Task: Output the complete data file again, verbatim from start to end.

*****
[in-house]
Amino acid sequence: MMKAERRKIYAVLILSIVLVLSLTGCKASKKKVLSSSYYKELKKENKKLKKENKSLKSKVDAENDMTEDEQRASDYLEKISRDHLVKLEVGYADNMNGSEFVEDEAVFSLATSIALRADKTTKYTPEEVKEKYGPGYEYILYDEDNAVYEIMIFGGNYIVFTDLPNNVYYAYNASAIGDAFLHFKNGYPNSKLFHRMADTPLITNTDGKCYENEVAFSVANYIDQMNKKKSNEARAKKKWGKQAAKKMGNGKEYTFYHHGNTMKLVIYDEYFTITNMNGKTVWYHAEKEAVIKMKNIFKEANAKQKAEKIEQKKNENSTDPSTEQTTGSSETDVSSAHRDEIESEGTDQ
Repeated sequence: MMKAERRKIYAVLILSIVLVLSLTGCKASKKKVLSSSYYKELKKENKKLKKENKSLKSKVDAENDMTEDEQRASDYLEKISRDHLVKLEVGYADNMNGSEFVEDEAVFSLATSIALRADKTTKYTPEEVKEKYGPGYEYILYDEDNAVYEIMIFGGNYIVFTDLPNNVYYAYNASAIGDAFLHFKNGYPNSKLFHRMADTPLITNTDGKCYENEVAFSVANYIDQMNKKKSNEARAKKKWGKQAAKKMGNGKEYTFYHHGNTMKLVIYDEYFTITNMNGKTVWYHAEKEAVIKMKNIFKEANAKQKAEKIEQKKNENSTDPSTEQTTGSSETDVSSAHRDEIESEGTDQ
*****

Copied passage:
[in-house]
Amino acid sequence: MMKAERRKIYAVLILSIVLVLSLTGCKASKKKVLSSSYYKELKKENKKLKKENKSLKSKVDAENDMTEDEQRASDYLEKISRDHLVKLEVGYADNMNGSEFVEDEAVFSLATSIALRADKTTKYTPEEVKEKYGPGYEYILYDEDNAVYEIMIFGGNYIVFTDLPNNVYYAYNASAIGDAFLHFKNGYPNSKLFHRMADTPLITNTDGKCYENEVAFSVANYIDQMNKKKSNEARAKKKWGKQAAKKMGNGKEYTFYHHGNTMKLVIYDEYFTITNMNGKTVWYHAEKEAVIKMKNIFKEANAKQKAEKIEQKKNENSTDPSTEQTTGSSETDVSSAHRDEIESEGTDQ
Repeated sequence: MMKAERRKIYAVLILSIVLVLSLTGCKASKKKVLSSSYYKELKKENKKLKKENKSLKSKVDAENDMTEDEQRASDYLEKISRDHLVKLEVGYADNMNGSEFVEDEAVFSLATSIALRADKTTKYTPEEVKEKYGPGYEYILYDEDNAVYEIMIFGGNYIVFTDLPNNVYYAYNASAIGDAFLHFKNGYPNSKLFHRMADTPLITNTDGKCYENEVAFSVANYIDQMNKKKSNEARAKKKWGKQAAKKMGNGKEYTFYHHGNTMKLVIYDEYFTITNMNGKTVWYHAEKEAVIKMKNIFKEANAKQKAEKIEQKKNENSTDPSTEQTTGSSETDVSSAHRDEIESEGTDQ